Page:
"Stop hiding your tampons in the bottom of the trash."- You don't think a tampon should be hid in the trash can? Well I don't think it should even stay in the trash can. It smells bad and is a biohazard! If you soak something in blood and leave it sunny side up in the trash it'll smell rancid whether it came from a uterus or not. Be hygienic for crying out loud! Syringes microscopic amounts of blood have to be put in a sharps container but you put period blood on display? It isn't shaming, it's sanitation.

"Laugh it off if you stain your white jeans with a period leak. Hey, go a step further and rock those white jeans, blood stain and all. Yeah, it’s going to feel unnatural but only at first"- Also, if you want to wear pants stained from your period, go for it. But you should also wear them if they are stained from food, drink, dirt, poop or anything else beause a stain is a stain and all the things I mentioned are natural too.

"(and only because society has taught to believe that menstruation is something we should hide)."- my mother was always vocal about her period so I was not taught to hide it but who's business is it what is going on with my reproductive organs?

"Period shaming is a real problem that affects those who menstruate all over the world."- Nope.

"Taking action to make one of the most normal human functions and anything done to remove the stigma from it is great."- Taking action to do what about one of the most normal human functions? Finish your thought please.

"Would Newsweek having a bloody tampon on the front cover have furthered the movement?"-Absolutely not!

I'm sorry but this whole article is ridiculous! If you're embarrassed by your period, I'm sorry, you shouldn't be. But you shouldn't be proud of it either, it's a body function. Next up, sneeze shaming.

Rose - Wed Jun 29 17:11:01 2016

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This blog goes too far on the spectrum. Yes, if we're able to read this on a computer, chances are we are not staying at home in lieu of going to school like women in Africa do. THAT is real shaming, and they do not HAVE menstruation products like the Western world does. We are not really "shamed" in the Western culture. Yes, some men need to grow up about it. But if you asked Telly's character in the 1995 film "Kids" what he thought about periods, I'm guessing he would tell you it doesn't stop him, nor does he really care much about it, let alone shy away from periods or think they're gross (watch the film if you don't know the reference).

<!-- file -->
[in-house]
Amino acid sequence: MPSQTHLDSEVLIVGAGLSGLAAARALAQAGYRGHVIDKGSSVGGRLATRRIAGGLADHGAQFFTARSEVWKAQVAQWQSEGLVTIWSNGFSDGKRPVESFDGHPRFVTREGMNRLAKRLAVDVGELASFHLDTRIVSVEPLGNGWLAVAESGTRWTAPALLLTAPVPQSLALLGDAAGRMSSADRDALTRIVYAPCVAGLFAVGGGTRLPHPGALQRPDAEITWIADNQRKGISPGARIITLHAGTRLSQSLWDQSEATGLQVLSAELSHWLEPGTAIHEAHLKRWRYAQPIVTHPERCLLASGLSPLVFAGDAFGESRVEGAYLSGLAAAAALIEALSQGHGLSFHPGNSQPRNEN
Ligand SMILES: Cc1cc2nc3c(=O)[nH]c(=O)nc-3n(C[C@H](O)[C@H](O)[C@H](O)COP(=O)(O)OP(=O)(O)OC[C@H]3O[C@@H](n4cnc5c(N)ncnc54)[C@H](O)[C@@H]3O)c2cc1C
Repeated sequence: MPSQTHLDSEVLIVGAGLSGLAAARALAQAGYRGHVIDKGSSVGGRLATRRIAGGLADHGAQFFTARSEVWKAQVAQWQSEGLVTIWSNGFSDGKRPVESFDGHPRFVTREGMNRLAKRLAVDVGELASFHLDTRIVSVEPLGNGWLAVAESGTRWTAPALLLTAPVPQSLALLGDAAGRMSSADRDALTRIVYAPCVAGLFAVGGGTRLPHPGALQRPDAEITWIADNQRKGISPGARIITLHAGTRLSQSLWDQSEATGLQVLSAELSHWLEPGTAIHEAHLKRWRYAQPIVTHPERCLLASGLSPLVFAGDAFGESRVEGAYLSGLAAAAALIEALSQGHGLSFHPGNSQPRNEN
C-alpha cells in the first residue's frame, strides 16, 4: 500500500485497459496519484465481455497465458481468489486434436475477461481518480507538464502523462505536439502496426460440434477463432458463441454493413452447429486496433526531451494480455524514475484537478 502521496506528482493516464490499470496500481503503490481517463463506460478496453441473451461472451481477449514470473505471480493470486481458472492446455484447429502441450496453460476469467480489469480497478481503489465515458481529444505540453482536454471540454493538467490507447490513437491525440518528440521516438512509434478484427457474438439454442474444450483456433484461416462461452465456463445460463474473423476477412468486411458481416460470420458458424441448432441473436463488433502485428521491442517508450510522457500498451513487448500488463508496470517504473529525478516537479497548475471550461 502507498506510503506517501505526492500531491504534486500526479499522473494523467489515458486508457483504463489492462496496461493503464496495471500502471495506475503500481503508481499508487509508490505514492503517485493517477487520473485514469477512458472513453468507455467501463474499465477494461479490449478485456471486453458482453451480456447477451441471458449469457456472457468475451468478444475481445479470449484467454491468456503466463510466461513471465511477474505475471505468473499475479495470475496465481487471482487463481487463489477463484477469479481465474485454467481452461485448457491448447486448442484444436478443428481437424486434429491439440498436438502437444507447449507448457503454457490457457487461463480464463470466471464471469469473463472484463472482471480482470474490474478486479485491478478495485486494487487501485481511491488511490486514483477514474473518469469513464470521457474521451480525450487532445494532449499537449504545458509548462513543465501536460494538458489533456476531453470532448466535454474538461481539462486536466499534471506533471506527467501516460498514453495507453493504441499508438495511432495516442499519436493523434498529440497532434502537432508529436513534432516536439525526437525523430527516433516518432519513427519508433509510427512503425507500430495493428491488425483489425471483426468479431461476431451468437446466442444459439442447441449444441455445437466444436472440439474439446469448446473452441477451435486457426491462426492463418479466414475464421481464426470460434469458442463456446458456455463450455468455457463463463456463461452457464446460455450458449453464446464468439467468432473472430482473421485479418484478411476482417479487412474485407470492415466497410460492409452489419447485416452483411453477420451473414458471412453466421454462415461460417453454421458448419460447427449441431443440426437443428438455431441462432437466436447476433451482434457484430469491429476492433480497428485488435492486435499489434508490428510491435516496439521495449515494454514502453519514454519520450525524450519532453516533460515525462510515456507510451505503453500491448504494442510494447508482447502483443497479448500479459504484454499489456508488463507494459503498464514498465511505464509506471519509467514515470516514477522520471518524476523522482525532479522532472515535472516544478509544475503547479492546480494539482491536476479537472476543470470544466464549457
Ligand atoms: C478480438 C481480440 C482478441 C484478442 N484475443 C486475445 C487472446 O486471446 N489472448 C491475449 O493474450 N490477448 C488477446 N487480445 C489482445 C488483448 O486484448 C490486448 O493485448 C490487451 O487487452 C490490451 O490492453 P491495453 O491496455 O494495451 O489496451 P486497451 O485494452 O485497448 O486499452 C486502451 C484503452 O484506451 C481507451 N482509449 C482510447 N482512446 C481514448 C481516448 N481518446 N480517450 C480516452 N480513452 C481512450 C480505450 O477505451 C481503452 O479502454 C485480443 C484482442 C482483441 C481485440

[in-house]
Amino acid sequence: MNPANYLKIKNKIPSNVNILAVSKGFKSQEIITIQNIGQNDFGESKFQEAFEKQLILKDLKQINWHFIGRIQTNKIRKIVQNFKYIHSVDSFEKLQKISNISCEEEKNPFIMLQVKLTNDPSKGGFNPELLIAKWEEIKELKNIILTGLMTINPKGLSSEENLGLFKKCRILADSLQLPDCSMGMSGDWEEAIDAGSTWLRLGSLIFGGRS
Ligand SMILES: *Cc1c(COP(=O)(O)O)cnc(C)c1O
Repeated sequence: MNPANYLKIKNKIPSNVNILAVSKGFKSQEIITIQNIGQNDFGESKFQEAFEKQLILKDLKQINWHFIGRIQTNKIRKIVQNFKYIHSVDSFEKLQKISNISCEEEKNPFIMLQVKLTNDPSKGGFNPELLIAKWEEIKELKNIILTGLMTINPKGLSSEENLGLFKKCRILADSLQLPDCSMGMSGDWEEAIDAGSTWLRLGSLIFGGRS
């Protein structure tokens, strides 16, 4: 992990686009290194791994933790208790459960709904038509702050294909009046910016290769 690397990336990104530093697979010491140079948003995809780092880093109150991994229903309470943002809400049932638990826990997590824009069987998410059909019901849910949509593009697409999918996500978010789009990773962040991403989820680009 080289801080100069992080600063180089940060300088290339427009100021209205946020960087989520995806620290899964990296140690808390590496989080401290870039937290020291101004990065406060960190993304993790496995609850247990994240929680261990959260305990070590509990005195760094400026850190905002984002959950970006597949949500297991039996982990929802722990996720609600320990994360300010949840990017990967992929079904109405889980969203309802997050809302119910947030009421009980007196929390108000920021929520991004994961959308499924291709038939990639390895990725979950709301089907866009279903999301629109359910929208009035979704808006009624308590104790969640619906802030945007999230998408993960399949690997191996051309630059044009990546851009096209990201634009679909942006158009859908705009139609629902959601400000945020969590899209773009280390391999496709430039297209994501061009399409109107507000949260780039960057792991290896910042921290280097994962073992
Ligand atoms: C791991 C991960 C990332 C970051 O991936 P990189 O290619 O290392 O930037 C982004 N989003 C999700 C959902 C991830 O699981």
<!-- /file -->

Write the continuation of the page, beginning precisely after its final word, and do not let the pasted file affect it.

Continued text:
Periods are gross just as much as pooping is gross. Poop smells. Pee smells. Periods smell. Semen smells, too. No one likes the smell of any of these things. Find me one good man or woman who's going to happily take a long, lovely whiff of menstruation blood...it's not happening, because it STINKS...cup, pad or tampon, and I'm not buying that it's "beautiful". We can all handle these bodily functions without broadcasting them. No one is proud of a red period stain on a white pair of jeans any more than a poop stain on a white pair of jeans. It's one thing to run a marathon and bleed openly to make a statement about period shaming in third world countries and bring attention to the fact that women need supplies to deal with their female functions; it's another, and just plain LUNATIC, to think that rocking out a period stain on a Friday night is normal or ok. I wouldn't want to rock out baby vomit on my blouse proudly, either, and that, too, is totally natural.

If we're looking to make period blood more acceptable, this is not going to help. We can do it by not laughing at or shaming the woman who pulled out a tampon instead of a pen when digging through our purse (as I have). We can do it by not staring at or shaming the woman who drops her pad on the way to the bathroom. We can do it by not shaming the woman whose tampon string hangs out of her bathing suit. Or we can loan a sweater to the woman who stains her pants. We can talk openly about our menstrual cups, as we all recognize they have changed the way we menstruate for the better, all while helping not to pollute the earth. THOSE are things we can do to change the dialogue. But going too far, as the author suggests in this post, is going to have the opposite effect.

Alexandra - Tue Jul 26 21:30:53 2016